Being evicted from your home can be traumatic, but it won’t affect your credit unless you’re sent to collections for failure to pay any money owed. Eviction can hurt in other ways though: It’s costly, can disrupt employment and schooling, and it can make it harder to find another place to rent.
What is eviction?
Eviction is when a landlord gets a court order to remove a tenant, usually because the tenant has violated the terms of the lease. Some states require that the landlord give the tenant a certain amount of time to remedy violations before filing a court case seeking an eviction order. If you are evicted, you may be charged for back rent, damage repair, cleaning or other fees.
Is eviction on my credit report?
If you fail to pay what you owe and your account is sent to collections, the collection action will show up on your credit reports. That negative mark can damage your credit standing, and it can stay on your credit report for seven years. Because your credit score is based on the information in your credit reports, you might suffer some score damage.
Evictions are not part of credit reports, but some tenant-screening services are run by credit bureaus. Your landlord might report things like late rent payments or rule violations — unauthorized guests, for example — to a tenant-screening service. And landlords may check both credit and tenant reports when a potential tenant applies.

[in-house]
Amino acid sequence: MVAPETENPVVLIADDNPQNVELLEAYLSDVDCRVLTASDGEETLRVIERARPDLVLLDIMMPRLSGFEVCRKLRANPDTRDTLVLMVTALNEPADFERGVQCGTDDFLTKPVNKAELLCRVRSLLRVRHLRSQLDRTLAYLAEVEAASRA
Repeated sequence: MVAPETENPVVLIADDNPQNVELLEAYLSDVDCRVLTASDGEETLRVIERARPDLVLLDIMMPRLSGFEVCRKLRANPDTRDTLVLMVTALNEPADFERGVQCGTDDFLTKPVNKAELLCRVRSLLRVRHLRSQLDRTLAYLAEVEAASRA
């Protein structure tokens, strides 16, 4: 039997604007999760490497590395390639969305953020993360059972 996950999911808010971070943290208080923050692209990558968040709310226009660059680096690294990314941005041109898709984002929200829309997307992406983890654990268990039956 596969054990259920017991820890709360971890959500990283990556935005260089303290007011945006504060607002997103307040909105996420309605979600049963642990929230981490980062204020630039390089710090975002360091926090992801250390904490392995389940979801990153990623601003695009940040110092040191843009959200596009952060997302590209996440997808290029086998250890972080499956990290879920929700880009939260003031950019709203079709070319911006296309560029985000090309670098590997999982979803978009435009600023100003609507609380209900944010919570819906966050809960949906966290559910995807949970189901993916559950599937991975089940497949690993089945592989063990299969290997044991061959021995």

You have a right to see what is in your tenant reports once every 12 months per company. The Consumer Financial Protection Bureau has a list of credit screening companies with contact information. If there’s an eviction listed on your tenant reports, it typically stays there for seven years.
What can I do to minimize damage?
The best thing is to avoid an eviction order if you can. Sometimes landlords give you an opportunity to address the problem. Or you might choose to leave rather than, say, rehome a pet whose presence violates your rental agreement.
Moving out voluntarily may let you avoid an eviction judgment, which could add court costs and fees to anything you already owe, result in wage garnishment and make it harder to rent again.
If you and your landlord can mutually agree to end the lease early, you pay anything owed and move without being forced out, your credit won’t be affected.